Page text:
Treasury ministers have been urged to back Britain's world-leading research into graphene, the "wonder" material that was first discovered in Manchester, amid fears that the city university's £1 million a year funding could be lost after the Brexit vote.
Scientists have warned that Britain could lose its place in the EU's Graphene Flagship project, following the recent decision to leave the European Union.
Leaving the project would also mean losing £1 million a year in funding for the University of Manchester, where the material was first discovered. It's been argued that EU membership was vital to the Manchester economy and so there have been calls for Theresa May to plug any potential shortfalls if EU funding is lost.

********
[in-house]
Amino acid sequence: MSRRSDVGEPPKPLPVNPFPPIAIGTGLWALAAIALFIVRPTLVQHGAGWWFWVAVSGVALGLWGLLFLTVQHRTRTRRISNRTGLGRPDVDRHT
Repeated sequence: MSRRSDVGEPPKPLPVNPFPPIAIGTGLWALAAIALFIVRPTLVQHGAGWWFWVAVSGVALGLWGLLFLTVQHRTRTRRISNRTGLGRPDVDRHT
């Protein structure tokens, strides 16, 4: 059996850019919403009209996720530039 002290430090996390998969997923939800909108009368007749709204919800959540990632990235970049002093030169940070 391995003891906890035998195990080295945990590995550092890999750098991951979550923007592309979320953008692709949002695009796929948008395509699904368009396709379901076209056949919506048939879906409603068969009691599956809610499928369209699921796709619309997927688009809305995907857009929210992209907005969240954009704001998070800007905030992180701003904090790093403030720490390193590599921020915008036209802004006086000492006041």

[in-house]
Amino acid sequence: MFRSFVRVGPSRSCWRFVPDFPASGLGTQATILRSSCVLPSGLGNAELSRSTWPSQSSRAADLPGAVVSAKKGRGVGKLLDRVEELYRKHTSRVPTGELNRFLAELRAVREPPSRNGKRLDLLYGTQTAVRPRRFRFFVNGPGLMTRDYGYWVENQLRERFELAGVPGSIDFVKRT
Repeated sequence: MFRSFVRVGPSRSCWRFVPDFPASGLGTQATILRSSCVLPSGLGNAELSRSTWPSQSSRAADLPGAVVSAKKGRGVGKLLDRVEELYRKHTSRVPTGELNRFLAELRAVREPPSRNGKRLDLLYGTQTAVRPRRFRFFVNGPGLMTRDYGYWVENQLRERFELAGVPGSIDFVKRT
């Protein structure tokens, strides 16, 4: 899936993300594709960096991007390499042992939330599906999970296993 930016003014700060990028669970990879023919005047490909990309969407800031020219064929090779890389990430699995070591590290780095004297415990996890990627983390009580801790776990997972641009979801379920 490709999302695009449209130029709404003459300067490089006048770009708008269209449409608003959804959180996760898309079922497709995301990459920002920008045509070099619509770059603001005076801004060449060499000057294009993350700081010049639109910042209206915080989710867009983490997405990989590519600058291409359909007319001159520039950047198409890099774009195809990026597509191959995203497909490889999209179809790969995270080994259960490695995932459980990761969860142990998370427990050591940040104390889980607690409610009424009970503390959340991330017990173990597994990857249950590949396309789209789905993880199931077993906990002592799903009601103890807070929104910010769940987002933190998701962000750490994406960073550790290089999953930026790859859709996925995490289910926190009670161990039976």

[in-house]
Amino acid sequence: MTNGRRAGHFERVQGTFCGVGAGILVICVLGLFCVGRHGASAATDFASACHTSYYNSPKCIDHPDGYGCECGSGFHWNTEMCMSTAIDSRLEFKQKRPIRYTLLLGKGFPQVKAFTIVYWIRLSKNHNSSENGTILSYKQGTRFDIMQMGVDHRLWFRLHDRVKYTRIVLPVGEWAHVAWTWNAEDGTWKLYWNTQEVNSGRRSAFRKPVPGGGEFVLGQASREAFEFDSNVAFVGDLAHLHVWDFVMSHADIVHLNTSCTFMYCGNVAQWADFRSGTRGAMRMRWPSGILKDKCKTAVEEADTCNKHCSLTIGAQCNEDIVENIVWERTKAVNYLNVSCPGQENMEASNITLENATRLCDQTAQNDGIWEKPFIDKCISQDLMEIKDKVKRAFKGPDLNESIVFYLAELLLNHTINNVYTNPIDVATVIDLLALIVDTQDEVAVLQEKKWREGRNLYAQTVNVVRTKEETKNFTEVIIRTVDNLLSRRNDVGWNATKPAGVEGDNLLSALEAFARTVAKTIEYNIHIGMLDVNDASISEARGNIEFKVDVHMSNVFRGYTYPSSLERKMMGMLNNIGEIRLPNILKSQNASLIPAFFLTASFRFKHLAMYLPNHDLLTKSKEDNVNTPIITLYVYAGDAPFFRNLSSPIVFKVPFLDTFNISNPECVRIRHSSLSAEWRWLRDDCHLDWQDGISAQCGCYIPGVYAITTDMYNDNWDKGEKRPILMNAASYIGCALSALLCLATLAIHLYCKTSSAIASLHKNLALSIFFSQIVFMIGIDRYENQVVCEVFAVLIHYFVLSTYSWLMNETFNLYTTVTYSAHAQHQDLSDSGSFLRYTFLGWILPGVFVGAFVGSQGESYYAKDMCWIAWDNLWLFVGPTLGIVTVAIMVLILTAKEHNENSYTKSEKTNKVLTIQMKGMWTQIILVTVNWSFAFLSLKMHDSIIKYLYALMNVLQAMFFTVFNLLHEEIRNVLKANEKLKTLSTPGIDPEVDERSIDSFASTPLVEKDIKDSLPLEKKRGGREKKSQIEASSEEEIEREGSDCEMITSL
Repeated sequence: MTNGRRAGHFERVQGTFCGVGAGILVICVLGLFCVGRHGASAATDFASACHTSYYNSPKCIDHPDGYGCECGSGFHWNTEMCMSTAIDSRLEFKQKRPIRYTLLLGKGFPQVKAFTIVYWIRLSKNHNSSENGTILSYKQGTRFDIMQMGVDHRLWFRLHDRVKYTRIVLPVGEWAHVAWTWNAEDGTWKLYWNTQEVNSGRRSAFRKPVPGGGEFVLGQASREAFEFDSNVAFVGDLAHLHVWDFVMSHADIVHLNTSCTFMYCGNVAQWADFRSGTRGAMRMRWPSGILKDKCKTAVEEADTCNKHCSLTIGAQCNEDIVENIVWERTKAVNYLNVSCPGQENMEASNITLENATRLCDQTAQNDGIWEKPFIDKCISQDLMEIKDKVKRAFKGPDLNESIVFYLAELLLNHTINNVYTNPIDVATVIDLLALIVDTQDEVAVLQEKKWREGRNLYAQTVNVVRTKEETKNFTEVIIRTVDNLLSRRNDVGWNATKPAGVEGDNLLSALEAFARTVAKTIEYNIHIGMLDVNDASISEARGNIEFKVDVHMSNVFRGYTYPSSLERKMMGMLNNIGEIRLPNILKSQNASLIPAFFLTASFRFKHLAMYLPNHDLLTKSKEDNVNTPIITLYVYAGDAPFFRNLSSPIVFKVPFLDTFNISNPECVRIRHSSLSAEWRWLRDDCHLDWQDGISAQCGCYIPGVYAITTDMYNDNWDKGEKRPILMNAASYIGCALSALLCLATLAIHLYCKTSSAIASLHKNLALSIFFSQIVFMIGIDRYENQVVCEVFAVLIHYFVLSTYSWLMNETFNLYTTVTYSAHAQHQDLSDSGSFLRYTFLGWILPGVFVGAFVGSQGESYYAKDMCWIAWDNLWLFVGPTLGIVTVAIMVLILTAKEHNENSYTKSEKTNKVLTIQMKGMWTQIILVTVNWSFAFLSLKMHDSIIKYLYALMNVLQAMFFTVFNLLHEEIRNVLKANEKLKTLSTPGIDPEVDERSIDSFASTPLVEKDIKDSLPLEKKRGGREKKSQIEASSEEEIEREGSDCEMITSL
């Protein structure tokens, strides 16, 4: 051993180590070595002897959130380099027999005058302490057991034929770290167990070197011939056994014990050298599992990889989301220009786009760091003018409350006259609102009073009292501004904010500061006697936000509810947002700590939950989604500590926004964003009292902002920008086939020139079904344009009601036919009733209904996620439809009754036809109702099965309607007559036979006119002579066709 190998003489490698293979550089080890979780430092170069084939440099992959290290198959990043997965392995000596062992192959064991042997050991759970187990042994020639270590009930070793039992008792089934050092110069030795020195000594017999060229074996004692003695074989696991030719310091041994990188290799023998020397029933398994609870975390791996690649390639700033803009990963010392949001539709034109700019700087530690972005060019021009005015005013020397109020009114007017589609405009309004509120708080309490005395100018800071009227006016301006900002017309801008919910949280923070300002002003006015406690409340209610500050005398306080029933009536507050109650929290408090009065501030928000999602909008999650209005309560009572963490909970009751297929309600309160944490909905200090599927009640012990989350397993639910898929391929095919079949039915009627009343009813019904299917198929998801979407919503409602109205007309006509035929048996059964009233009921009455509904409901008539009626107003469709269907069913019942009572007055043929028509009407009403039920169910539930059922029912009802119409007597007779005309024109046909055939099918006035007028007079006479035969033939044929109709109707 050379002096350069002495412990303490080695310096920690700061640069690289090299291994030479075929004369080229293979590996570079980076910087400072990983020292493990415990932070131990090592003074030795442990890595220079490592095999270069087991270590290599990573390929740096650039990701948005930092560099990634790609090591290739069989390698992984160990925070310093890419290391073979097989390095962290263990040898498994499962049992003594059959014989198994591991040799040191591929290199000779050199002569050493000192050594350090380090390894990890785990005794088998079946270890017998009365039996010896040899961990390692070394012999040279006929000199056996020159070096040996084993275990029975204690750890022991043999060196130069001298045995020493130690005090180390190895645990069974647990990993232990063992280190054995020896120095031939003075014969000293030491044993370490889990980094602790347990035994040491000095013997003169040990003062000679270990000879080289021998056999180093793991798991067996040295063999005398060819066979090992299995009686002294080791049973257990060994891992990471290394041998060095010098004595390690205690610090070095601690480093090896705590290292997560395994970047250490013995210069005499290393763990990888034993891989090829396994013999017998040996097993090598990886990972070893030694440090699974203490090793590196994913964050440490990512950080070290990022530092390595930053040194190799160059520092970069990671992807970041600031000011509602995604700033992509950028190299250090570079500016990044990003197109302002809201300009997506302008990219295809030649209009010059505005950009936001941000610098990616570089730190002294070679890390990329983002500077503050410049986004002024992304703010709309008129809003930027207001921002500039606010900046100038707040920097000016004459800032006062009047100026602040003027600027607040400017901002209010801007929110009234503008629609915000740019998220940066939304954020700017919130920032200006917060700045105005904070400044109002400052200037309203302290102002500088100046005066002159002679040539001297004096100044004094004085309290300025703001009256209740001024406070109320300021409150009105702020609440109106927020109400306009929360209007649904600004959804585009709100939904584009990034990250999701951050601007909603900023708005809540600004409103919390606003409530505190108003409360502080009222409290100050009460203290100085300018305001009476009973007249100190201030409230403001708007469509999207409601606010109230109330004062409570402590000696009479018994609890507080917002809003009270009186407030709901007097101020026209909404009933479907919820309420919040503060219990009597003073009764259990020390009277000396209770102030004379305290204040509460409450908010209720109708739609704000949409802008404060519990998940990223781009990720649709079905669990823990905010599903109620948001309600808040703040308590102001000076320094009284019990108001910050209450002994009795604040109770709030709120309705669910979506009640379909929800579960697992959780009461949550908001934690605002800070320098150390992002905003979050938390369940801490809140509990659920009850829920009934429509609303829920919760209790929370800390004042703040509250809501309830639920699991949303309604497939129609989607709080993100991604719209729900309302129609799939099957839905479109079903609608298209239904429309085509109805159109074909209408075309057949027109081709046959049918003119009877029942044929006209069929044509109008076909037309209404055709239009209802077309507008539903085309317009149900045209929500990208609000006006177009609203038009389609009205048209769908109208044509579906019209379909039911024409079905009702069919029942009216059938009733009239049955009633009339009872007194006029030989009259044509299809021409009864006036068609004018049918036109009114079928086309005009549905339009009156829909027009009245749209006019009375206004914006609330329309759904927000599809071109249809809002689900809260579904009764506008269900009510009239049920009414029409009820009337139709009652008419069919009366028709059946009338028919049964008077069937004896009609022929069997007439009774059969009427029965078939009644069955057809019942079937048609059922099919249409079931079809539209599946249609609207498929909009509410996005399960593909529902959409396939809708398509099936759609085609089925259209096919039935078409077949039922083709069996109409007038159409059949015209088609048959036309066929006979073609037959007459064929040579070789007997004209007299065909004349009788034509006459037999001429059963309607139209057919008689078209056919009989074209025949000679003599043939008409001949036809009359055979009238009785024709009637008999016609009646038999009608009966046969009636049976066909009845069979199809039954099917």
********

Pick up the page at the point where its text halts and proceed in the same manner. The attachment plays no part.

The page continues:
With a total budget of EUR 1bn, the EU Graphene Flagship launched in 2013 and is Europe's biggest ever joint research project with 150 groups taking part across 23 different countries. Scientists believe that graphene has thousands of potential commercial applications, including being used in the next generation of aeroplanes and high-speed trains.
The material was first isolated by Konstantin Novoselow and Andre Geim, who won the Nobel prize in physics for their work in 2010.